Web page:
AgriBank expertly and reliably obtains funds and prudently provides funding and financial solutions to Farm Credit Associations, locally owned lenders that are our customers and owners.
The Associations, in turn, provide loans and financial services to farmers, ranchers, and rural businesses and homeowners. AgriBank and the Associations are part of the Farm Credit System, a national network of customer-owned lending institutions.
By the Numbers
(money returned to
Where We Serve
We call the region we serve the AgriBank District—15 states in America’s heartland, from Wyoming to Ohio and Minnesota to Arkansas. This region:
- Features a wide range of crop and livestock production
- Provides a substantial portion of domestic food needs
- Accounts for a significant portion of all U.S. agricultural exports
President Theodore Roosevelt planted the seeds of the Farm Credit System in 1908, when he appointed a commission to address a lack of adequate credit for farmers. The result: a cooperative credit structure based on 12 Federal Land Banks, using $125 million in government seed money but financed by private capital from investors.
1916President Woodrow Wilson signs the Federal Farm Loan Act on July 17, creating the 12 Federal Land Banks (FLBs), which focused on real estate lending.
1923Twelve Federal Intermediate Credit Banks (FICBs) are established to provide lending to production agriculture.
1933The Farm Credit Act of 1933 authorizes local Production Credit Associations (PCAs) to be retail lenders and fund through the FICBs, expanding short- and intermediate-term agricultural credit availability. In addition, 12 Banks for Cooperatives (BFCs) are created to serve each of the 12 District territories. An executive order creates the Farm Credit Administration to regulate all the institutions now known as the Farm Credit System.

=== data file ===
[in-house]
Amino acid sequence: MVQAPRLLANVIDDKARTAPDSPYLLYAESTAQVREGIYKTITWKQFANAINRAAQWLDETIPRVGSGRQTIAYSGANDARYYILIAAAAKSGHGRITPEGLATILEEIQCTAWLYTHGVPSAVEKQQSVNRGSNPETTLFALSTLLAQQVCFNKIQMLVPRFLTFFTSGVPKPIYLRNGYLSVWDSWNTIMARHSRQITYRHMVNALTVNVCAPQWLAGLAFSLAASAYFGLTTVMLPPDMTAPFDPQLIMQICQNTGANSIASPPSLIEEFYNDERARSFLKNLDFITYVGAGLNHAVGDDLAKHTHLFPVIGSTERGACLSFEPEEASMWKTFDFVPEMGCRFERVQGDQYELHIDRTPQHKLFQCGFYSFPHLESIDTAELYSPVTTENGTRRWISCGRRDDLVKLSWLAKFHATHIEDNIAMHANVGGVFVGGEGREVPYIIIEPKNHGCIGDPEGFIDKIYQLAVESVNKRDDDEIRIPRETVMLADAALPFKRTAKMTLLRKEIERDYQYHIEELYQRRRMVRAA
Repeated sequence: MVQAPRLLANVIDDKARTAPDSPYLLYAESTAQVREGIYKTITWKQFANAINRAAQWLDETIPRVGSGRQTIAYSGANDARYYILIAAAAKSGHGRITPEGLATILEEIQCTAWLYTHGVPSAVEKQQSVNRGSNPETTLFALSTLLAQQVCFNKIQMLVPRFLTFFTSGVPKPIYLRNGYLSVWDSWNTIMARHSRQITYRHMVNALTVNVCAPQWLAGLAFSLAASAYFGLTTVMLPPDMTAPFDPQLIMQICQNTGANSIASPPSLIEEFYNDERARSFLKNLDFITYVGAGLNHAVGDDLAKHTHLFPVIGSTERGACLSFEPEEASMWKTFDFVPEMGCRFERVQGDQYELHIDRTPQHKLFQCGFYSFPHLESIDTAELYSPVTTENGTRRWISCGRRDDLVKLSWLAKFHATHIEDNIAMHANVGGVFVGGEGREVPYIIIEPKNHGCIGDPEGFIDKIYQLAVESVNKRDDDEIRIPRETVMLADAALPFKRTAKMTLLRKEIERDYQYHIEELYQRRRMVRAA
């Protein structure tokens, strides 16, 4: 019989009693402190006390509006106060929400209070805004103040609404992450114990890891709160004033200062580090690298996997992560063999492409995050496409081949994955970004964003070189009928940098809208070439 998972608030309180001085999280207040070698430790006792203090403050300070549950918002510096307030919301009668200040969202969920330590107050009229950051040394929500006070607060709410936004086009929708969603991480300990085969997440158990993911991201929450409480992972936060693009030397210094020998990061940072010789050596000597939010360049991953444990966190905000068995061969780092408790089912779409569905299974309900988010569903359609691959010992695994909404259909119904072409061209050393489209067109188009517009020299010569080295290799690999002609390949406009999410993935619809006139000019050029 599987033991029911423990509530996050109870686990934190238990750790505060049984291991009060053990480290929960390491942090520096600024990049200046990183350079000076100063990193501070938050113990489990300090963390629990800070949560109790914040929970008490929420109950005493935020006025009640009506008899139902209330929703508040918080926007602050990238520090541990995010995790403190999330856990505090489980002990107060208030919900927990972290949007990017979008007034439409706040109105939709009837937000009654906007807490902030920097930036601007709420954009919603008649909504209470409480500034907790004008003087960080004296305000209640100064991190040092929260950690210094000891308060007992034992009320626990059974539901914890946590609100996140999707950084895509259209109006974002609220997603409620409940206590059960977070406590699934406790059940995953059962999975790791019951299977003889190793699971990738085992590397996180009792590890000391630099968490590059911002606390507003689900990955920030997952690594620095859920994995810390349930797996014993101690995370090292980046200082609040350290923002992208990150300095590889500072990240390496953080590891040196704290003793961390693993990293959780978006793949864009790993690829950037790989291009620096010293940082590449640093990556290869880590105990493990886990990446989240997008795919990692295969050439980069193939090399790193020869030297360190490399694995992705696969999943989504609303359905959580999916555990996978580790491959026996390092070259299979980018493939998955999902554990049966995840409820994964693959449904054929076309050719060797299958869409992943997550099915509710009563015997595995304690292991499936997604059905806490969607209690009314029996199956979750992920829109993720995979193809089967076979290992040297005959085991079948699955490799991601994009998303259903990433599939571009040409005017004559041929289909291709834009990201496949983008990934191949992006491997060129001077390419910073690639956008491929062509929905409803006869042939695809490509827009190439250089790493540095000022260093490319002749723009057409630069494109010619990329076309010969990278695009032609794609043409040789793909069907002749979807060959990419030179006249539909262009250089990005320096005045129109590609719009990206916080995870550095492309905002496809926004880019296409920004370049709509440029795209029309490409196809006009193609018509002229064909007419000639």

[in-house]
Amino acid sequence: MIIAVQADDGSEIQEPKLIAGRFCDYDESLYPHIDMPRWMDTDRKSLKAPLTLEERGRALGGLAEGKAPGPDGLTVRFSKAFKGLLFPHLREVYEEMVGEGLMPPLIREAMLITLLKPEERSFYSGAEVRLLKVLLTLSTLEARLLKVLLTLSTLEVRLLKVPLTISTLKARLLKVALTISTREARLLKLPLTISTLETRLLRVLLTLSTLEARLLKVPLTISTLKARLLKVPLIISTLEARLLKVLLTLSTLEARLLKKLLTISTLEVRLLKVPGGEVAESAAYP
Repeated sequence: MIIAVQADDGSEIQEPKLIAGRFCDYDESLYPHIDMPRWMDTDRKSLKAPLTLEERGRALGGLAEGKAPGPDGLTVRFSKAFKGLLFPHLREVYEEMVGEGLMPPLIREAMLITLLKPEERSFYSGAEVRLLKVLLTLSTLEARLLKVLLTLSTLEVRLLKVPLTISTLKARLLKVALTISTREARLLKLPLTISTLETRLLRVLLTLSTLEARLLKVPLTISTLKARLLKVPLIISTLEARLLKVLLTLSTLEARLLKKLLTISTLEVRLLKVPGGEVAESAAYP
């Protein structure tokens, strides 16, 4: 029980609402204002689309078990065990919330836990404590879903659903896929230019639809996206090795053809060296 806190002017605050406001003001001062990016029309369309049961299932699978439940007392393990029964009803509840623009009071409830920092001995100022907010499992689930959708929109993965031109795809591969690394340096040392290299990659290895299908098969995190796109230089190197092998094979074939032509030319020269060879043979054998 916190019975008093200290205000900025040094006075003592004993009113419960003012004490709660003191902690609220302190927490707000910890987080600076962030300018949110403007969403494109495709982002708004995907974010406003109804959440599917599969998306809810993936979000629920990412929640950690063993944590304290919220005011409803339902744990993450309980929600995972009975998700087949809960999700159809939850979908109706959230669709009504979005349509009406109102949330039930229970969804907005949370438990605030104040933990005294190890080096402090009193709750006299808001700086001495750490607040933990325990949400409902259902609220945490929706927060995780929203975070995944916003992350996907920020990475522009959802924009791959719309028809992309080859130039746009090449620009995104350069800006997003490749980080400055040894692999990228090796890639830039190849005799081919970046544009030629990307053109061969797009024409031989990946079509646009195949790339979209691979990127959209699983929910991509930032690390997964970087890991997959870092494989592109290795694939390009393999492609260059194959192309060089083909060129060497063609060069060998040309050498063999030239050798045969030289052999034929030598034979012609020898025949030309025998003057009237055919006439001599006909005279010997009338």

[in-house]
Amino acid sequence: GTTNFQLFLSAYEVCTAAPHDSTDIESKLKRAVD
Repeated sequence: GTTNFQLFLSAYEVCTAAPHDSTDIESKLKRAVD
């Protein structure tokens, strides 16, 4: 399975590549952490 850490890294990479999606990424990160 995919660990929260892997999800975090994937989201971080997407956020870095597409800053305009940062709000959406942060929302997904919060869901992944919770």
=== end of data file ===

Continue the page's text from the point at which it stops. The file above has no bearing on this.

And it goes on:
1971The Farm Credit Act of 1971 updates the Farm Credit System’s charter and expands lending authority for leasing, records, taxes, consulting, crop insurance, as well as loans to fishermen and rural homeowners.
1980The Farm Credit System consists of 37 Banks. There are 12 Districts, each with a Federal Land Bank, Federal Intermediate Credit Bank, and a Bank for Cooperatives, in addition to the Central Bank for Cooperatives, which is owned by and serves the District Banks for Cooperatives.
1987The Farm Credit Act of 1987 authorizes and directs the merger of the FICB and FLB in each of the 12 Districts into 12 Farm Credit Banks (serving as wholesale lenders) as part of a financial assistance plan for the System. It also authorizes the merger of a PCA with a FLB, forming direct retail lenders called Agricultural Credit Associations (ACAs, or Associations). These Associations are structured as holding companies with two subsidiaries: a Federal Land Credit Association (FLCA) for real estate lending and a PCA for short- and intermediate-term credit.
1988The Farm Credit Bank of St. Paul takes $133 million in financial assistance from the federal government during the rural financial crisis of the 1980s.
1992The Farm Credit Bank of St. Paul repays the principal from earlier federal financial assistance, 11 years ahead of schedule.
1992The Farm Credit Banks of St. Paul and St. Louis elect to be the first FCBs in the System to merge, forming AgriBank and serving a seven-state territory.
1994AgriBank and Farm Credit Bank of Louisville merged to serve 11 states.
2003AgriBank and AgAmerica merge, expanding the District’s territory to 15 states.
2016AgriBank and Farm Credit mark 100 years of supporting rural communities and agriculture with reliable, consistent credit and financial services, today and tomorrow.
TodayAgriBank supports local Farm Credit Associations in 15 states with the strength of more than $142 billion in total assets.
About Farm Credit
For more than 100 years, Farm Credit has delivered on its mission to support rural communities and agriculture with reliable, consistent credit and financial services, today and tomorrow.